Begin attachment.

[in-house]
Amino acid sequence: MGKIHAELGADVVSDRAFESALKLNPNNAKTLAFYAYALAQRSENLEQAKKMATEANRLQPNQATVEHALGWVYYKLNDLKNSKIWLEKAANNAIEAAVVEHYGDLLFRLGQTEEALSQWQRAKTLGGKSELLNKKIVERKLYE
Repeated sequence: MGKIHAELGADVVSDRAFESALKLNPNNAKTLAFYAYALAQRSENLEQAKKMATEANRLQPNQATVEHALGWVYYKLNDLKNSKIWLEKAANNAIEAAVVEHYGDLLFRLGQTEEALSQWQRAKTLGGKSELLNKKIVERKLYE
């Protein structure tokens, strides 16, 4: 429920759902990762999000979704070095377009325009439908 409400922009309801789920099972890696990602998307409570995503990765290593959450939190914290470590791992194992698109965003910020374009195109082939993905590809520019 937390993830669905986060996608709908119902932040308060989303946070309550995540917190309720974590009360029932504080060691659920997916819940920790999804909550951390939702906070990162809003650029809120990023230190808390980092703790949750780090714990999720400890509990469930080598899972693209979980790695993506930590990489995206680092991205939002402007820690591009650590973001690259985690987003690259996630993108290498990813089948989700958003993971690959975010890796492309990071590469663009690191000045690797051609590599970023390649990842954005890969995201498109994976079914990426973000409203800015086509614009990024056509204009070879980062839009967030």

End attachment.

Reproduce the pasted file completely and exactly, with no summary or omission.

[in-house]
Amino acid sequence: MGKIHAELGADVVSDRAFESALKLNPNNAKTLAFYAYALAQRSENLEQAKKMATEANRLQPNQATVEHALGWVYYKLNDLKNSKIWLEKAANNAIEAAVVEHYGDLLFRLGQTEEALSQWQRAKTLGGKSELLNKKIVERKLYE
Repeated sequence: MGKIHAELGADVVSDRAFESALKLNPNNAKTLAFYAYALAQRSENLEQAKKMATEANRLQPNQATVEHALGWVYYKLNDLKNSKIWLEKAANNAIEAAVVEHYGDLLFRLGQTEEALSQWQRAKTLGGKSELLNKKIVERKLYE
């Protein structure tokens, strides 16, 4: 429920759902990762999000979704070095377009325009439908 409400922009309801789920099972890696990602998307409570995503990765290593959450939190914290470590791992194992698109965003910020374009195109082939993905590809520019 937390993830669905986060996608709908119902932040308060989303946070309550995540917190309720974590009360029932504080060691659920997916819940920790999804909550951390939702906070990162809003650029809120990023230190808390980092703790949750780090714990999720400890509990469930080598899972693209979980790695993506930590990489995206680092991205939002402007820690591009650590973001690259985690987003690259996630993108290498990813089948989700958003993971690959975010890796492309990071590469663009690191000045690797051609590599970023390649990842954005890969995201498109994976079914990426973000409203800015086509614009990024056509204009070879980062839009967030």